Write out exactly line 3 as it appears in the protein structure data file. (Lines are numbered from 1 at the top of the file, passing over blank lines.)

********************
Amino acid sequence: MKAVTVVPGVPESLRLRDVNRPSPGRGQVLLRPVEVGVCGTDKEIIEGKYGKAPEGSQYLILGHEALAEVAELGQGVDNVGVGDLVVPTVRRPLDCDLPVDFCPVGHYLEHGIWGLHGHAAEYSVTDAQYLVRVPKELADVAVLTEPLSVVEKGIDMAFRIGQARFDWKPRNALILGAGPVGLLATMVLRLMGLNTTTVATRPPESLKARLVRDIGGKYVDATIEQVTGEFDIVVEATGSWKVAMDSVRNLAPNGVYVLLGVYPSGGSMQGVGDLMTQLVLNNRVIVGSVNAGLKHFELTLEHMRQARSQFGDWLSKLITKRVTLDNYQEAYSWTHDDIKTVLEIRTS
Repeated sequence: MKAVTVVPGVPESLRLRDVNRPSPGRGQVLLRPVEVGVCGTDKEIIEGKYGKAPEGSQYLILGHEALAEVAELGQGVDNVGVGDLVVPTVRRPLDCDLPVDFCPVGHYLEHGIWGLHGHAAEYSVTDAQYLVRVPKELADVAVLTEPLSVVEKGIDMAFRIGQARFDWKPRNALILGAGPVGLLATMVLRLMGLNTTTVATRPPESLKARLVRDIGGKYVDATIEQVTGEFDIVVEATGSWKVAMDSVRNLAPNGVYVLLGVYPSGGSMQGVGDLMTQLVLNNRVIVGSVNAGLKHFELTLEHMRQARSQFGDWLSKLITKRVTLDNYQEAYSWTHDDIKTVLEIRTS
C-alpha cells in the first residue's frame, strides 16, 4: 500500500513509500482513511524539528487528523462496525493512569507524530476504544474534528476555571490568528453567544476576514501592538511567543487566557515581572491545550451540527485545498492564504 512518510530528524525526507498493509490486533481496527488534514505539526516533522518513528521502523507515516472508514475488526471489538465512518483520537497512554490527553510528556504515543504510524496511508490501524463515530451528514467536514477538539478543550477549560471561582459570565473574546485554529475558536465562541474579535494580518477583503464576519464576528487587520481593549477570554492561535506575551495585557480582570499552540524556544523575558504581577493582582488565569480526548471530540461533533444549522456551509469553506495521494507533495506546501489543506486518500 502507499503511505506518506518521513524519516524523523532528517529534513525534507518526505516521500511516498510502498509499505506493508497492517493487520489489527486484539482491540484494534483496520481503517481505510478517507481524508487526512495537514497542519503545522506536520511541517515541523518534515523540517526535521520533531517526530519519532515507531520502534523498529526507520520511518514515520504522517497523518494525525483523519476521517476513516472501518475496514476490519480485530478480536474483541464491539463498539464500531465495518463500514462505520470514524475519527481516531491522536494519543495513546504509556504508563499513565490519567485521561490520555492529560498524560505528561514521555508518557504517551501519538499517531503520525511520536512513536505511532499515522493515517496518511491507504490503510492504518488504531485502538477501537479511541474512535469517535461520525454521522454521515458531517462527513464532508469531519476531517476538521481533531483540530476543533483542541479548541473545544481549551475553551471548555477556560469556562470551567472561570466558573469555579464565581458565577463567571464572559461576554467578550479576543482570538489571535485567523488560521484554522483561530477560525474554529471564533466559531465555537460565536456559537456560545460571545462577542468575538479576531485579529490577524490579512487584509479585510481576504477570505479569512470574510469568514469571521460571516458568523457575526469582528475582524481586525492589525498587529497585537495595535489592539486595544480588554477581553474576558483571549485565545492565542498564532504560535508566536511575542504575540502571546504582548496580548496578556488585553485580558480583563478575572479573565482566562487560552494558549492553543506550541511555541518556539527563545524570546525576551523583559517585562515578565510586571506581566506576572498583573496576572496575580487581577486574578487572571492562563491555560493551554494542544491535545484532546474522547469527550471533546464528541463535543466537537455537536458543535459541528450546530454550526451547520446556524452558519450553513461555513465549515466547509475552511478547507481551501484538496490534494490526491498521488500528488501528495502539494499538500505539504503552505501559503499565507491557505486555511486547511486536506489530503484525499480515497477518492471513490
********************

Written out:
C-alpha cells in the first residue's frame, strides 16, 4: 500500500513509500482513511524539528487528523462496525493512569507524530476504544474534528476555571490568528453567544476576514501592538511567543487566557515581572491545550451540527485545498492564504 512518510530528524525526507498493509490486533481496527488534514505539526516533522518513528521502523507515516472508514475488526471489538465512518483520537497512554490527553510528556504515543504510524496511508490501524463515530451528514467536514477538539478543550477549560471561582459570565473574546485554529475558536465562541474579535494580518477583503464576519464576528487587520481593549477570554492561535506575551495585557480582570499552540524556544523575558504581577493582582488565569480526548471530540461533533444549522456551509469553506495521494507533495506546501489543506486518500 502507499503511505506518506518521513524519516524523523532528517529534513525534507518526505516521500511516498510502498509499505506493508497492517493487520489489527486484539482491540484494534483496520481503517481505510478517507481524508487526512495537514497542519503545522506536520511541517515541523518534515523540517526535521520533531517526530519519532515507531520502534523498529526507520520511518514515520504522517497523518494525525483523519476521517476513516472501518475496514476490519480485530478480536474483541464491539463498539464500531465495518463500514462505520470514524475519527481516531491522536494519543495513546504509556504508563499513565490519567485521561490520555492529560498524560505528561514521555508518557504517551501519538499517531503520525511520536512513536505511532499515522493515517496518511491507504490503510492504518488504531485502538477501537479511541474512535469517535461520525454521522454521515458531517462527513464532508469531519476531517476538521481533531483540530476543533483542541479548541473545544481549551475553551471548555477556560469556562470551567472561570466558573469555579464565581458565577463567571464572559461576554467578550479576543482570538489571535485567523488560521484554522483561530477560525474554529471564533466559531465555537460565536456559537456560545460571545462577542468575538479576531485579529490577524490579512487584509479585510481576504477570505479569512470574510469568514469571521460571516458568523457575526469582528475582524481586525492589525498587529497585537495595535489592539486595544480588554477581553474576558483571549485565545492565542498564532504560535508566536511575542504575540502571546504582548496580548496578556488585553485580558480583563478575572479573565482566562487560552494558549492553543506550541511555541518556539527563545524570546525576551523583559517585562515578565510586571506581566506576572498583573496576572496575580487581577486574578487572571492562563491555560493551554494542544491535545484532546474522547469527550471533546464528541463535543466537537455537536458543535459541528450546530454550526451547520446556524452558519450553513461555513465549515466547509475552511478547507481551501484538496490534494490526491498521488500528488501528495502539494499538500505539504503552505501559503499565507491557505486555511486547511486536506489530503484525499480515497477518492471513490